Here we can see impressions, engagements, and engagement rate by each tweet. Looks like our “sweet chart replication” tweet was a winner that day. And we included a picture in the tweet, instead of a link to our site. If we see this happening on all our best days, we should definitely consider posting more pictures instead of links.
3. Are there any detailed demographics on my customers?
Yes, there are. While Twitter offers some follower demographics, Facebook is the place to find more detailed info. To access this data, log into Facebook, and start “using Facebook” as your organization. You’ll know you’re in the right place, when you see your organization’s profile logo in the top nav, instead of your own personal profile picture. Then, click on the top navigation and choose “insights.”
In this view, we can see how followers breakdown by:
You could use this follower data to make decisions about offline marketing, product selection, and more.
For us at PINT, Inc., this is less relevant since we don’t get a lot of walk-in business. However, if you have a brick and mortar for retail or physical services, this would be great customer information to have.
By the way, if you’re wondering why Saturday evening is a popular time for people on Facebook to be nearby, it is because PINT is located in a beach town called Pacific Beach and young folks like to come to this neighborhood to have a good time.
4. How much seniority do my B2B customers have?
LinkedIn is a great place to learn about customers who come to you through their work, or business to business (B2B) customers. You can access information about people who follow your organization on LinkedIn by going to the same place where you add your company updates, and clicking on “analytics” in the navigation.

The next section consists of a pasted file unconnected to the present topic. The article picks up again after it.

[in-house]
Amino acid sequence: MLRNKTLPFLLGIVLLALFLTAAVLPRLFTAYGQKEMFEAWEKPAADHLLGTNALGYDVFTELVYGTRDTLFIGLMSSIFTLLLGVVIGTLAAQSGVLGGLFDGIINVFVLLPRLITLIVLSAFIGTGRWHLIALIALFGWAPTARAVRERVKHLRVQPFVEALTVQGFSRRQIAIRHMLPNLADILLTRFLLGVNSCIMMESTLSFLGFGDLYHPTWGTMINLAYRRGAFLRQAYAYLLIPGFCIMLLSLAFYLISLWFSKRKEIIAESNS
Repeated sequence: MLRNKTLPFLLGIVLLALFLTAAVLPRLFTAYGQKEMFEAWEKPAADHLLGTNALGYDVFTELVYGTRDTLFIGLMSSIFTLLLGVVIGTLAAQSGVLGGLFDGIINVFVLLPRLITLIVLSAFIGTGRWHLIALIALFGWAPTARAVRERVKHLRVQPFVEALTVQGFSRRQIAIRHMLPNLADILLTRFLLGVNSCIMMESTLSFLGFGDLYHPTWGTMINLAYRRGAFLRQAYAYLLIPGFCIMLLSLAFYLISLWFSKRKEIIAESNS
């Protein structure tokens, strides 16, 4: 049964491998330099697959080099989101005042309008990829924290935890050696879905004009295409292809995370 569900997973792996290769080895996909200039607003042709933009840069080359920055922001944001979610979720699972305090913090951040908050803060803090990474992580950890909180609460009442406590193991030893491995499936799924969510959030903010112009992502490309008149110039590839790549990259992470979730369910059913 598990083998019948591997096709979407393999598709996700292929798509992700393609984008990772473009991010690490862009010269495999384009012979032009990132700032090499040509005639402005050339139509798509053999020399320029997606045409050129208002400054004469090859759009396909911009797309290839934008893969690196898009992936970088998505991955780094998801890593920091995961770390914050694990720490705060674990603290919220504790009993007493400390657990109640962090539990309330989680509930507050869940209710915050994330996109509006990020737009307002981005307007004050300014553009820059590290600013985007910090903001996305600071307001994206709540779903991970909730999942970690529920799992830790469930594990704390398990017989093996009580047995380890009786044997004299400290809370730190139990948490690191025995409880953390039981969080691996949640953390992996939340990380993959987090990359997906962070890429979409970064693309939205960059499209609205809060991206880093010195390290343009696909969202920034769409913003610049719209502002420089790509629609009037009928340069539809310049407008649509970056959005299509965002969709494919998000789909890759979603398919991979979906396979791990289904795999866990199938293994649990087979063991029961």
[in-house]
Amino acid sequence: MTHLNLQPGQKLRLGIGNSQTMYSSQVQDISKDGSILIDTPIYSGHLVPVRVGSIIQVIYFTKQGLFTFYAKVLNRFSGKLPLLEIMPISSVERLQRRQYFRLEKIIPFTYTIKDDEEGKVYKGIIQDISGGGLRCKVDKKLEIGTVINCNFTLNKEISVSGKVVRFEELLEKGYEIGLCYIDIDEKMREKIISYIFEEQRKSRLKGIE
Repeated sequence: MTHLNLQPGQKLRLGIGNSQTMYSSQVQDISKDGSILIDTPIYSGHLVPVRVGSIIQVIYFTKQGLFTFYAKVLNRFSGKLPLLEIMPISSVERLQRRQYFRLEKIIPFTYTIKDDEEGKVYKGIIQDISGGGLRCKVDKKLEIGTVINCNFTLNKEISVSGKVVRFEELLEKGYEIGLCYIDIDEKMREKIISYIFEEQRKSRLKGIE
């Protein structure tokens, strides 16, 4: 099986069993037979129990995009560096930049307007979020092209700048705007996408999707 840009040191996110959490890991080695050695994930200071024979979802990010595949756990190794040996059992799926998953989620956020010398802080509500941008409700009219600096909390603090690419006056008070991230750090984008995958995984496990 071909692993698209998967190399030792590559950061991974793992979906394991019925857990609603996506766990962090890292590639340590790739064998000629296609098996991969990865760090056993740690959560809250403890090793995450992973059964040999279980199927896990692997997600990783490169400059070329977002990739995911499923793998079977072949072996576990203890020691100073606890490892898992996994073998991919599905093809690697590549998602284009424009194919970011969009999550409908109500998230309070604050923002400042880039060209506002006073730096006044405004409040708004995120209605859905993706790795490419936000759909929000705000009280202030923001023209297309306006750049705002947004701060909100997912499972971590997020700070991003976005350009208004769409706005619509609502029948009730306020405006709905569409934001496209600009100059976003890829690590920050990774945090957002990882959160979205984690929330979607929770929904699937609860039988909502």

This type of data can give you insight into how you should craft your messages if the majority of your customers are B2B. In the example above, messaging geared toward C-Level executives would not be appropriate for the bulk of our followers.
You can also view LinkedIn visitor demographics. This report will likely look similar to your follower trends, but it is about all the people who visit your company’s LinkedIn page, not just those who follow it.
LinkedIn is also useful for a little competitive research. You can see how your company’s LinkedIn presence stacks up to competitors very easily. And the selected competitors tend to be more relevant than those found in Facebook or Twitter analytics.
5. Bonus: How many potential customers are there for my product in a certain geographic area?
To answer this question, we’re going to use the Facebook Ad Builder. But don’t worry, we’re not actually going to buy ads. After all, we promised these tools were free!
Select “manage ads,” and start a campaign. In this view, you will be able to set the following details:
Interests of the group you’d like to target, as well as:
In the example above, we set an age range for people within 50 miles of San Diego who are interested in biotechnology. You can add multiple interests and also get pretty specific. This is a more hidden tool within Facebook that can help with your market research for a given area.
Social Analytics for Custom Data
Which gratis analytics do you rely on most? Share the reports you use in the comments section below.